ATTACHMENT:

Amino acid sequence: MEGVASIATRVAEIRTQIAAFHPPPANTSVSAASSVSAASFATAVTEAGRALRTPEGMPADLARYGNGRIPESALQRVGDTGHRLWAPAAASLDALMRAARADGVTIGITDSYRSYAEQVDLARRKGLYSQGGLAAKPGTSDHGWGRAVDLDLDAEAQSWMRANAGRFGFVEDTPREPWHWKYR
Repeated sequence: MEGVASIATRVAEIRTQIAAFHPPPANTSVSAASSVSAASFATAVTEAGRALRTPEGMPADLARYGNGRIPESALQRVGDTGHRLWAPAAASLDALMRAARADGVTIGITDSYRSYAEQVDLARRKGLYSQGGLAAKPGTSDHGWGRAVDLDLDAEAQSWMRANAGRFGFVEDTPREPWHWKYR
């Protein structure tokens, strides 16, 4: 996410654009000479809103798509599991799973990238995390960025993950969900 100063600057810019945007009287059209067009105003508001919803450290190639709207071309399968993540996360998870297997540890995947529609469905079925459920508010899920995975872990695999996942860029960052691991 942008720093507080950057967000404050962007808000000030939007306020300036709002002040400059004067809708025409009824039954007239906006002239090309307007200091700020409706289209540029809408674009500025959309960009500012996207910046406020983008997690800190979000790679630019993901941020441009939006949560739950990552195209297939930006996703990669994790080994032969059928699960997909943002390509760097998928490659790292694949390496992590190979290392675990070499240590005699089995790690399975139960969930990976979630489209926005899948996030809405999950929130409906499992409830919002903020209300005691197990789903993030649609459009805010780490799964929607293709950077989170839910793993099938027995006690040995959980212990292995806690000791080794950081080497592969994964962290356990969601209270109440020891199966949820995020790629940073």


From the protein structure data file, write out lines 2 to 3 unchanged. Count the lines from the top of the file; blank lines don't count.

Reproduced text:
Repeated sequence: MEGVASIATRVAEIRTQIAAFHPPPANTSVSAASSVSAASFATAVTEAGRALRTPEGMPADLARYGNGRIPESALQRVGDTGHRLWAPAAASLDALMRAARADGVTIGITDSYRSYAEQVDLARRKGLYSQGGLAAKPGTSDHGWGRAVDLDLDAEAQSWMRANAGRFGFVEDTPREPWHWKYR
């Protein structure tokens, strides 16, 4: 996410654009000479809103798509599991799973990238995390960025993950969900 100063600057810019945007009287059209067009105003508001919803450290190639709207071309399968993540996360998870297997540890995947529609469905079925459920508010899920995975872990695999996942860029960052691991 942008720093507080950057967000404050962007808000000030939007306020300036709002002040400059004067809708025409009824039954007239906006002239090309307007200091700020409706289209540029809408674009500025959309960009500012996207910046406020983008997690800190979000790679630019993901941020441009939006949560739950990552195209297939930006996703990669994790080994032969059928699960997909943002390509760097998928490659790292694949390496992590190979290392675990070499240590005699089995790690399975139960969930990976979630489209926005899948996030809405999950929130409906499992409830919002903020209300005691197990789903993030649609459009805010780490799964929607293709950077989170839910793993099938027995006690040995959980212990292995806690000791080794950081080497592969994964962290356990969601209270109440020891199966949820995020790629940073």